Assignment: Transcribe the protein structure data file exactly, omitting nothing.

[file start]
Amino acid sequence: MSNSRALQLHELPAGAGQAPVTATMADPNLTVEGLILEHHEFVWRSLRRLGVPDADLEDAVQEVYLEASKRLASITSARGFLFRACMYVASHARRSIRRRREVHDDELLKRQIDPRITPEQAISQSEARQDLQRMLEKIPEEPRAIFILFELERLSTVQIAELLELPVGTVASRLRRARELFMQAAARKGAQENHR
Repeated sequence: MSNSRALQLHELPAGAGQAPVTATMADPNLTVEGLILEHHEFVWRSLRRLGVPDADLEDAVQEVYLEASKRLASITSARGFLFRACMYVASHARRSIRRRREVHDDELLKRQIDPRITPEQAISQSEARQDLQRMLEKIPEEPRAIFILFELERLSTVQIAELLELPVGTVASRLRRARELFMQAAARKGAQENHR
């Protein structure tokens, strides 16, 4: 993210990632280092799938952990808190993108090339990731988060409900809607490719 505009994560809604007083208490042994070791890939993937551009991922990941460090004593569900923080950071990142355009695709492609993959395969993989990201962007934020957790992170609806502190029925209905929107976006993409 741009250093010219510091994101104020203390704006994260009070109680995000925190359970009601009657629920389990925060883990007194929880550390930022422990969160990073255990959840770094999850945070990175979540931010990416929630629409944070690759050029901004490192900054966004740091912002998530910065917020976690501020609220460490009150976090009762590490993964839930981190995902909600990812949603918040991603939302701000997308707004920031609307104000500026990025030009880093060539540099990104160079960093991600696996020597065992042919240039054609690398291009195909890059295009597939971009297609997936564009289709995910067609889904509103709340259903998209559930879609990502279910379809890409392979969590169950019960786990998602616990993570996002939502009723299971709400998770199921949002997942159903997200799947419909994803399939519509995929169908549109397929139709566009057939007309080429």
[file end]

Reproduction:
Amino acid sequence: MSNSRALQLHELPAGAGQAPVTATMADPNLTVEGLILEHHEFVWRSLRRLGVPDADLEDAVQEVYLEASKRLASITSARGFLFRACMYVASHARRSIRRRREVHDDELLKRQIDPRITPEQAISQSEARQDLQRMLEKIPEEPRAIFILFELERLSTVQIAELLELPVGTVASRLRRARELFMQAAARKGAQENHR
Repeated sequence: MSNSRALQLHELPAGAGQAPVTATMADPNLTVEGLILEHHEFVWRSLRRLGVPDADLEDAVQEVYLEASKRLASITSARGFLFRACMYVASHARRSIRRRREVHDDELLKRQIDPRITPEQAISQSEARQDLQRMLEKIPEEPRAIFILFELERLSTVQIAELLELPVGTVASRLRRARELFMQAAARKGAQENHR
């Protein structure tokens, strides 16, 4: 993210990632280092799938952990808190993108090339990731988060409900809607490719 505009994560809604007083208490042994070791890939993937551009991922990941460090004593569900923080950071990142355009695709492609993959395969993989990201962007934020957790992170609806502190029925209905929107976006993409 741009250093010219510091994101104020203390704006994260009070109680995000925190359970009601009657629920389990925060883990007194929880550390930022422990969160990073255990959840770094999850945070990175979540931010990416929630629409944070690759050029901004490192900054966004740091912002998530910065917020976690501020609220460490009150976090009762590490993964839930981190995902909600990812949603918040991603939302701000997308707004920031609307104000500026990025030009880093060539540099990104160079960093991600696996020597065992042919240039054609690398291009195909890059295009597939971009297609997936564009289709995910067609889904509103709340259903998209559930879609990502279910379809890409392979969590169950019960786990998602616990993570996002939502009723299971709400998770199921949002997942159903997200799947419909994803399939519509995929169908549109397929139709566009057939007309080429």